1836 – Sam Houston’s Defeat

It has come to our attention that General Sam Houston, who only last month led 800 Texans in a glorious victory over General Antonio Lopez de Santa Anna, suffered one rather embarrassing defeat before the battle that liberated Texas. Described as a perfect model of manliness and bravery, General Sam Houston was none-the-less defeated by frontierswoman and Texan, Pamela Mann.

Read in PDF Format: Sam Houston’s Defeat

In preparation for his ensuing battle, General Houston received The Twin Sisters—two cannons, six pounders, gifts from the people of Ohio. To move these cannons to the sight of the upcoming battle, the General borrowed a yoke of oxen from Mrs. Pamela Mann.

Here the story blurs. Some say Mrs. Mann loaned General Houston the oxen under the condition they be returned by a certain time where others say they were borrowed on the condition the General took the guns to Nocogdoches, NOT Harrisburg where there was fighting. Either way, when the oxen were not returned, Miss Mann armed herself with a pair of pistols and a bowie knife and went after them.

Eyewitness Robert Hunter said Mrs. Mann rode up to General Houston and said, “General, you tole me a dam lie. Sir, I want my oxen.”

At the time, Houston’s cannons were bogged down in a prairie wallow, and the General pointed out he could not move them without the oxen. To this, Pamela Mann responded, “I don’t care a dam for your cannon. I want my oxen.”

“Madam, don’t irritate me,” Houston cried angrily.

In response, Pamela Mann whipped out a pistol and her bowie knife. “Irritate the devil. I am going to have my oxen.” She cut the Oxen from their traces and drove them off.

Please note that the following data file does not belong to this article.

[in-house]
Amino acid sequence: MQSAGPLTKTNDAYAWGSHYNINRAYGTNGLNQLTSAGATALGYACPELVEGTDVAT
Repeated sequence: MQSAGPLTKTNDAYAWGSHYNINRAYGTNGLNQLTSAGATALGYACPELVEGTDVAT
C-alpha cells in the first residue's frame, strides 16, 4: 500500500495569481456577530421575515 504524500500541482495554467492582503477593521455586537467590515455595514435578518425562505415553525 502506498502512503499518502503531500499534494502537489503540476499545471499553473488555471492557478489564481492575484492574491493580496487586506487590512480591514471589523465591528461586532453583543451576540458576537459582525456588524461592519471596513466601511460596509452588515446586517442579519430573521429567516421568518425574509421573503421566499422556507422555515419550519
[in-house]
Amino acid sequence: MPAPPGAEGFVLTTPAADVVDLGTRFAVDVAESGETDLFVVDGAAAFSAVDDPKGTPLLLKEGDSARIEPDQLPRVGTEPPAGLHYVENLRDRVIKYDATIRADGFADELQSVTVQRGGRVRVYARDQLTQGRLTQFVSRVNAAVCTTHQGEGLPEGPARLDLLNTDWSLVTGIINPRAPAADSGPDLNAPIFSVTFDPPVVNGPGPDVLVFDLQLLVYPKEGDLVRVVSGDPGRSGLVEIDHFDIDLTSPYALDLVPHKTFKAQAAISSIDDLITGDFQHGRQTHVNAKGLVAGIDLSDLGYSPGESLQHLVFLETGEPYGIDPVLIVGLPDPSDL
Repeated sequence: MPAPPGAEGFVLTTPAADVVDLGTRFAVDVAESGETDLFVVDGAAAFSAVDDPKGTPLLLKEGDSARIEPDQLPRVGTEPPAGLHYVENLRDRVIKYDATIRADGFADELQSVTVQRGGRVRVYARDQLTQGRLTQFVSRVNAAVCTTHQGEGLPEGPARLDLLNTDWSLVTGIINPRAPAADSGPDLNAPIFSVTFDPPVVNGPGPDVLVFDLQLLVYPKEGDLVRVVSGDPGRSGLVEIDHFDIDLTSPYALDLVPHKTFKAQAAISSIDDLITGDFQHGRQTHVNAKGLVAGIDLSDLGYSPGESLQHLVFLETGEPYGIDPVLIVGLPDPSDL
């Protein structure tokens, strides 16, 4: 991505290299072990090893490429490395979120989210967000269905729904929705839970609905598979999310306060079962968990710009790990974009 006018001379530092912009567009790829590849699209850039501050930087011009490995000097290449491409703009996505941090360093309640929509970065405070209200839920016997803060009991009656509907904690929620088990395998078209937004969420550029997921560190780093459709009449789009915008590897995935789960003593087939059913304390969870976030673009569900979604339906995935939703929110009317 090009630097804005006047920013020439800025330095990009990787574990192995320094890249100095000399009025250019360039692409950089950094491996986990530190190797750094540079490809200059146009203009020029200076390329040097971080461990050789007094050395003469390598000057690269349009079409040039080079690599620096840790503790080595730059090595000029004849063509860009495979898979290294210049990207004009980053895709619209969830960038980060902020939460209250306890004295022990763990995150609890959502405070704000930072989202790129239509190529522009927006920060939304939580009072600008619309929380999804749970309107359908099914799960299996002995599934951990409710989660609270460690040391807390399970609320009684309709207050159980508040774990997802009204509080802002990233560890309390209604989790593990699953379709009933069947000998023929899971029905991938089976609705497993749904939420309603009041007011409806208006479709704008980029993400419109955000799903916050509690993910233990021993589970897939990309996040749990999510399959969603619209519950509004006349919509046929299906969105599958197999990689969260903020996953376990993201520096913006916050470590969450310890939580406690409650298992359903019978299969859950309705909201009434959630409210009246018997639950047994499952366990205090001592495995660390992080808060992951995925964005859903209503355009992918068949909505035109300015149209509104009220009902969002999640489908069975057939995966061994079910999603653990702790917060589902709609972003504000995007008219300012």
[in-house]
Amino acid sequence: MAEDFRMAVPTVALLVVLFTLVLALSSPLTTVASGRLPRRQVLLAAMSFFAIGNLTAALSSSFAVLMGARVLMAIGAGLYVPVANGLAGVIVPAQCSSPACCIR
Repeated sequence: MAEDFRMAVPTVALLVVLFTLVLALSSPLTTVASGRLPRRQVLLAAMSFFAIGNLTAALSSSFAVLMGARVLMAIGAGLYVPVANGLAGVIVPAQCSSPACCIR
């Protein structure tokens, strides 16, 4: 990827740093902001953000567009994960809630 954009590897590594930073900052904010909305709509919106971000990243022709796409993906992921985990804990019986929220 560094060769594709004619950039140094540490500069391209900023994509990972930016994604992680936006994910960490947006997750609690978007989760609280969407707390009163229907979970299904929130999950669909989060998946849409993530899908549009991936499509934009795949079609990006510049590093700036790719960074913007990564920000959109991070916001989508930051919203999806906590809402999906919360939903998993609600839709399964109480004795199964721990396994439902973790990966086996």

General Houston’s men watched this performance in stunned silence. As Mr. Hunter reported, “No body said a word” as Mrs. Mann jumped on her horse and herded her oxen away.

Later, the army’s wagon master, Mr. Conrad Rohrer, protested, saying they needed the oxen to move the cannons. He went after the oxen and returned hours later, his shirt ragged and tattered. When questioned why he’d returned without the oxen, he replied, “She would not let me have them.”

“What happened to your shirt?”

“She needed it for baby rags.”

So ended Sam Houston’s defeat. Fortunately for Texas, he fared better against General Antonio Lopez de Santa Anna.

Mexican general Antonio López de Santa Anna, shown here surrendering to the Texan forces and Sam Houston, following the Battle of San Jacinto on April 21, 1836. (Library of Congress)

  1. The Gentle Tamers: Women of the Old West, by Dee Brown, 1958, pp 233.

  2. Chambers County Historical Commission,  https://www.facebook.com/ChambersCountyHistoricalCommission/posts/821105748000250:0

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